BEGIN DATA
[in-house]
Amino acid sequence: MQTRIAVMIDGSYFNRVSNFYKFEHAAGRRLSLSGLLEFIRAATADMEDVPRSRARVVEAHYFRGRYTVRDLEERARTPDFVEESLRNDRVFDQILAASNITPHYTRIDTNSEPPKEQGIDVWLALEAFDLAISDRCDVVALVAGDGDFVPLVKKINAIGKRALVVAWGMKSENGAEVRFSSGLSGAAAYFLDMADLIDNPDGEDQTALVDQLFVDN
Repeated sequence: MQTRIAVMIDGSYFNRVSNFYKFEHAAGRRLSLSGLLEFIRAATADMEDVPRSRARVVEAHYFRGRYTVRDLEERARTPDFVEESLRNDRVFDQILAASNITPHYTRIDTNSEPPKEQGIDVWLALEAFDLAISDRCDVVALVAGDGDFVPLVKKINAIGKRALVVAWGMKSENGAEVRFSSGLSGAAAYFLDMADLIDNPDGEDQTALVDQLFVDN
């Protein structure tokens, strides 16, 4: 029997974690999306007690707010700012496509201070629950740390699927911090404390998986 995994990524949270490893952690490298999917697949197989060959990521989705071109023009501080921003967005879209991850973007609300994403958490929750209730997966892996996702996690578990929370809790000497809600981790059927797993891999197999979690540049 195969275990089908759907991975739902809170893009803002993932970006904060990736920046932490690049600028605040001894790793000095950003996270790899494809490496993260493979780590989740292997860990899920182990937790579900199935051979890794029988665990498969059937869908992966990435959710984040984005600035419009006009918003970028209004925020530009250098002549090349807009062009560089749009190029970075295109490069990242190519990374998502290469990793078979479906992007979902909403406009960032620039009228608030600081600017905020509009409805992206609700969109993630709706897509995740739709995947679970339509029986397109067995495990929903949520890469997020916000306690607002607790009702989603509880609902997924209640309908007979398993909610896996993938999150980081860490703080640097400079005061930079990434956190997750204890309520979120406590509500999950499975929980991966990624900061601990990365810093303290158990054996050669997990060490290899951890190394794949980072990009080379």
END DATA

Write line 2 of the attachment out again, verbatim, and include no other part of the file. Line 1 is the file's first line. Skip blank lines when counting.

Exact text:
Amino acid sequence: MQTRIAVMIDGSYFNRVSNFYKFEHAAGRRLSLSGLLEFIRAATADMEDVPRSRARVVEAHYFRGRYTVRDLEERARTPDFVEESLRNDRVFDQILAASNITPHYTRIDTNSEPPKEQGIDVWLALEAFDLAISDRCDVVALVAGDGDFVPLVKKINAIGKRALVVAWGMKSENGAEVRFSSGLSGAAAYFLDMADLIDNPDGEDQTALVDQLFVDN